tenancy regulation and updating of land records would widen the access of small and marginal landholders to improved technology and inputs thereby directly leading to increase in agricultural production. Redistribution of land could provide a permanent asset base for a large number of rural landless poor for taking up land-based and other supplementary activities. Similarly. The First Five-Year Plan generally endorsed the recommendations of the Kumarappa Committee and left it to the states to implement the ceiling provisions depending on the realities of each state. The present spurt in rural violence has once again highlighted the issue of poor people’s access to land. where the fish were the militants and the water the mass of disgruntled. This is one side of the story. is basically the ‘third wave’ of Left politics. privatisation and globalisation. As the agrarian crisis becomes more acute. Among other measures. Obviously. normal writs of the State did not operate in these areas. in the form of violent land movements. Enthusiasm for land reform abated in the early-’60s when India faced a major food crisis. water and jungle. In short. In 1972. What we are seeing in these countries. Land reforms retreated from the foreground. illegal authorities. At that meeting. The Ministry of Home Affairs’ assessment. an undesirable anachronism in the heady days of liberalisation. disaffected peasantry and landless agricultural workers. If the disaffection of the latter could be substantially reduced. acknowledged the centrality of land reform in the whole process of rural development and poverty alleviation. They were proving to the hilt Mao Tse-tung’s doctrine of ‘Fish in Water’. After this late recognition came the tsunami of liberalisation which drowned all issues of fairness and justice in the socioeconomic field. in 2006. they wanted to do away with the peasantry and the peasant way of life. whoever they were. the water would evaporate and the militants disappear. On the other side. There aresimilar movements in several countries in Latin and Central America and in parts of South Africa.” At the meeting. consolidation of holding. had established a rapport with the local population due to which they were able to move about freely evading and avoiding the pincers of the law-enforcing authorities. In the Seventh Five-Year Plan. However. particularly in the matter of implementation of ceiling laws. there is a deepening of the political vacuum in the countryside. For many of them. a huge chunk of mainland India was being “governed” by extra-legal and. The rural violence that we are currently witnessing in India is not an isolated and totally indigenous event. tenancy reform and other similar measures. Prime Minister Indira Gandhi convened a meeting of chief ministers to tackle the problem of rising rural unrest. commonly known as ‘Naxalism’. But rural unrest in the late-’60s and early-’70s brought it into sharp focus again. Will there be a knee-jerk response from the State in terms of temporary palliatives? Or will there be a consistent long-term policy framework for land reform in all its different facets? That is the issue that confronts the intelligentsia today. The assessment also showed that militants. land reform had become totally irrelevant. land reform has been an item for action in all five-year plans. though late in the day. the Sixth Five-Year Plan (1980-85) observed: “If progress on land reforms has been less than satisfactory. according to our present prime minister.” In short. The traditional parties of . ‘Naxalism’ poses the most serious threat to the internal security of the country. Naturally. things did not happen the way one would have expected. Marketeers dominated all segments of governance and they found it repugnant to talk about land reform or even mention it in polite society in case investors and other big operators in the market were frightened away by any sign of government intervention in the land/lease market. was that 120-150 districts in 12 states were “Naxal-infested”. it has not been due to a flaw in policy but to indifferent implementation. Reviewing the situation almost a decade later. When neo-liberal economic policies hit India with gale force in 1991. in some places. Since then. the committee proposed fairly radical ceilings on land. it became a forgotten agenda in State policy. Thus. Often the necessary determination has been lacking to effectively undertake action. particularly in the eastern region. the then Home Minister Y B Chavan made his oft-quoted famous statement: “We will not allow the green revolution to turn into a red revolution. consolidation of holdings and in not vigorously pursuing concealed tenancies and having them vested with tenancy/occupancy rights as enjoined under the law” (p 115). the focus shifted from land reform to enhancement of foodgrain production and productivity. this document. They considered the existing land reform laws that were enacted on the basis of central guidelines in the early-’70s not just roadblocks but detrimental to the free play of capital in the land/lease market. there was a clear statement linking land reform with other major programmes in the plan. a consensus was arrived at to reduce land ceiling and to introduce family-based ceiling on land. It stated clearly: “Land reforms have been recognised to constitute a vital element both in terms of the anti-poverty strategy and for modernisation and increased productivity in agriculture.commonly known as the Kumarappa Committee. land reform went off the radar of the Indian polity. the Philippines and Indonesia.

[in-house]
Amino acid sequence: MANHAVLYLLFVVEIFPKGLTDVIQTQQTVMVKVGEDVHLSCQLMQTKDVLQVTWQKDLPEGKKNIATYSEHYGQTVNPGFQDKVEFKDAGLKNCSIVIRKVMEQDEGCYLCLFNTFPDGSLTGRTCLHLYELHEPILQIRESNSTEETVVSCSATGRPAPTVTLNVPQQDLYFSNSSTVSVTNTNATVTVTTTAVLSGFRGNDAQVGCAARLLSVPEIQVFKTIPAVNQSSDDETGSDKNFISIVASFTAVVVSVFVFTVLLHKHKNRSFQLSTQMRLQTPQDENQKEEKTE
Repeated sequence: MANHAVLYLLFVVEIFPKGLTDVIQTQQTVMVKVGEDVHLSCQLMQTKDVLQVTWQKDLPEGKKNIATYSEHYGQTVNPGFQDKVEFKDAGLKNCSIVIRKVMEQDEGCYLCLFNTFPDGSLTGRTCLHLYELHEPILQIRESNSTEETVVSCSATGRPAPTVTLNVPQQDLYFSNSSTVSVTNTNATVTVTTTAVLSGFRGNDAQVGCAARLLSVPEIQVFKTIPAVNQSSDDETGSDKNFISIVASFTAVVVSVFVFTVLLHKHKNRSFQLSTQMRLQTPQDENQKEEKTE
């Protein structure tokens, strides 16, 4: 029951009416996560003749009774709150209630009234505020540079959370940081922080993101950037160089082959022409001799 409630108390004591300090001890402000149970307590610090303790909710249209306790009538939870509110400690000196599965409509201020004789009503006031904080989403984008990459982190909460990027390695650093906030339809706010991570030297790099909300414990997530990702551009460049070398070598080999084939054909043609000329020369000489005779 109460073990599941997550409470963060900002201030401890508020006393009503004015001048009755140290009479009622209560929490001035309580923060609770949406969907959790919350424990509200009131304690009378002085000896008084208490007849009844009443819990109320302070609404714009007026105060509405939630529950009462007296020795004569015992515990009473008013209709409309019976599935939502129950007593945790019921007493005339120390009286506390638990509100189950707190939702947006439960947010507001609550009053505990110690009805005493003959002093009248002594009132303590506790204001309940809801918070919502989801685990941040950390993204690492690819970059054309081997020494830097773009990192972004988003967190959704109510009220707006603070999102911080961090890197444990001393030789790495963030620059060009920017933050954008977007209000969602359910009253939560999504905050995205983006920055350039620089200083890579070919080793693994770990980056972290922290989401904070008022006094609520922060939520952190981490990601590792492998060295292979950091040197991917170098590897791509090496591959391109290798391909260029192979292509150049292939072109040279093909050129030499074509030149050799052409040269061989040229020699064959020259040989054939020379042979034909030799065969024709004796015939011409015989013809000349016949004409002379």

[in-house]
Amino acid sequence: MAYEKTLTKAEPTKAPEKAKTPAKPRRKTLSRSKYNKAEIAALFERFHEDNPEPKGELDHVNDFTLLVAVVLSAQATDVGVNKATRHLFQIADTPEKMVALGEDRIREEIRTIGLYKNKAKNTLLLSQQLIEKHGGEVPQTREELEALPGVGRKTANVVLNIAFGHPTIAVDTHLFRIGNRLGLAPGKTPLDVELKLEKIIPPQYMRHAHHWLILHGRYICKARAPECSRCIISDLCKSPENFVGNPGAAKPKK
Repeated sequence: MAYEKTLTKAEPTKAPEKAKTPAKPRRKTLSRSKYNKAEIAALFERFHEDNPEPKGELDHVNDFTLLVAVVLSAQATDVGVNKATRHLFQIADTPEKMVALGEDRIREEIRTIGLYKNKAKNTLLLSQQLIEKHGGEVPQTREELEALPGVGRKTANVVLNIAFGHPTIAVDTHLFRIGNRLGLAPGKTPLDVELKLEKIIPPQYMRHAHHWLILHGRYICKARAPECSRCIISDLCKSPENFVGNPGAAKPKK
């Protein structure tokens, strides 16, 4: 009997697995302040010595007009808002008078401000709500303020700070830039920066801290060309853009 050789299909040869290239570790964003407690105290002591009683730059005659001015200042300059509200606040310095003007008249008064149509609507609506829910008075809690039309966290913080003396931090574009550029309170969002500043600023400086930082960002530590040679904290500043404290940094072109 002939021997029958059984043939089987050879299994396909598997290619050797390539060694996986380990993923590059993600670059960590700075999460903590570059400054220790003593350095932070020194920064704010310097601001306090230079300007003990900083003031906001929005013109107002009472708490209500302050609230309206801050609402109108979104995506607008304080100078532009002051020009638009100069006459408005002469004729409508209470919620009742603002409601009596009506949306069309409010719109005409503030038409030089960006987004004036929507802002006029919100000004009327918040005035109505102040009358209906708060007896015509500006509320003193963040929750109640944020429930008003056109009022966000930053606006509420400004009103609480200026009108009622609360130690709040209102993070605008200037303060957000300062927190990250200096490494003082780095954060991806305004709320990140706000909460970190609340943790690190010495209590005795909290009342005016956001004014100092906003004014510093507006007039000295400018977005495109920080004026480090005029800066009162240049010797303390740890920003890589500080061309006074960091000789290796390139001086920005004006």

In 2004. almost 60% of India’s labour force is still engaged in the primary sector. discarding even the figleaf of egalitarianism. p 60 and p 66). surplus labour in agriculture would be drawn away and absorbed into the secondary and tertiary sectors -.9% of GDP (figures quoted from ‘Pocket World in Figures 2007: A Concise Edition’.33 lakh. A well-known scholar Dr Walter Fernandes estimated that between 1951 and 2005. Employment figures for the organised private and public sectors present a dismal picture. Tribals constitute 40% of PAP. They are depressed and dejected. still has 49% of its labour force engaged in agriculture. it aims to change access and tenure relationships. . It is estimated that only 18-20% of displaced tribals have been properly resettled and rehabilitated. have by and large succumbed to the logic of capital. Some of these traditional Left parties openly and unashamedly promote neo-liberalism in its crude form. proper social and economic rehabilitation of displaced people from coercively acquired land. The hopes our early planners had -. What is happening in India is not unique. Since then it had been continuously dropping. Second. contributing around 21% to the country’s GDP. security of tenure for tenants-at-will. The ILO describes this situation as the “feminisation of poverty”. annoyed and angry. At the end of the Tenth Five-Year Plan. increasing the pool of the urban unemployed. industry engagesonly 22% of the labour force. What is also happening is that regular jobs are being ‘casualised’ in the organised sector. coercive evictions from land and livelihood because of compulsory acquisition of land for ‘development purposes’ are greatly aggravating poverty distress and landlessness of project-affected persons (PAP). The interaction between poverty.the absolute figure would be around 22 million out of a total tribal population of a little over 80 million. it aims at making the poor active participants in the development of policies and programmes affecting them and their livelihoods. While talking about redistributive land reforms. total employment in this segment was 267. We may also have to deal with the back-flow of urban labour of rural origin rendered unemployed through the process of jobless growth.the Left. Agrarian reform is primarily about changing relationships.of ruthless. which is today the third largest country in the world for manufactured commodities.were never realised. It appears that tribals who have the least sustaining power have borne the brunt of development.85 lakh in 1997.2% of the country’s GDP. a majority of the additional labour force in rural areas will necessarily have to be absorbed both in the farm and non-farm segments of the rural economy. So we have the violent Maoist movement in India. it is more than the population of the majority of member countries of the United Nations. food security and resource rights is starting to bring about a refocusing of national and international agendas on the revival of agrarian reforms and resource tenure for agricultural communities as well as fisherfolk and coastal communities. pitiless. a further deterioration of the economic. putting a greater burden on women to earn a livelihood and look after the household. markets and other productive services. producing 27% of GDP. This is a colossal figure. We are therefore witnessing a gradual squeezing out of regular employment. It went up to 282. and the Hook in the Philippines.that with the country’s rapid industrialisation. Thus a vast majority of displaced. This shows that macroeconomic growth in both these contexts has failed to create better prospects for the rural poor in allowing them to acquire productive assets. Under the circumstances. either to obtain power or to continue in power after obtaining it. the figure was 264. PARC in Columbia.43 lakh. Casual employment is also getting ‘feminised’. As a result. producing 15. First. Third. they eschew Marxian Left policies although many still carry the name of Marx on their breastplates as a brandname. contributing 52. 3 lakh less than the figure for 1991 when liberalisation was initiated. access of the poor to common property resources (CPR). pastoralists and other traditional resource users. In 1991. but also to a segment of surplus urban unemployed returning to rural areas for shelter and livelihood. The Economist. roughly 55 million people were forcibly evicted from their land through land acquisition processes. landless and jobless tribals is moving about like flotsam and jetsam in the cruel development process. uncaring ‘jobless growth’ -. get gainful employment or significantly improve their income and quality of life. forest-dwellers. Industry employs 17% of the labour force. turning out to be true in the Indian context. technology. social and political conditions of the rural poor can neither be arrested nor reversed. which had a rather nebulous relationship with the dispossessed in the countryside. Hence it is being increasingly recognised that without a significant policy shift towards comprehensive land reforms. the Zapatistas in Mexico. it aims to change the current culture of exclusion so that the poor gain access to credit. Third wave ‘virulent’ Left politics is the direct result of the traditional Left’s subservience to the needs of capital exhibited through its adherence to neo-liberal economic reform policies. land will have to provide some sort of livelihood not only to labour already attached to agriculture and allied pursuits. not to mention socialism. including a programme for getting more land under ceiling laws for redistribution. China. It is now evident that the UNDP’s prediction in the mid-’90s -. MST in Brazil.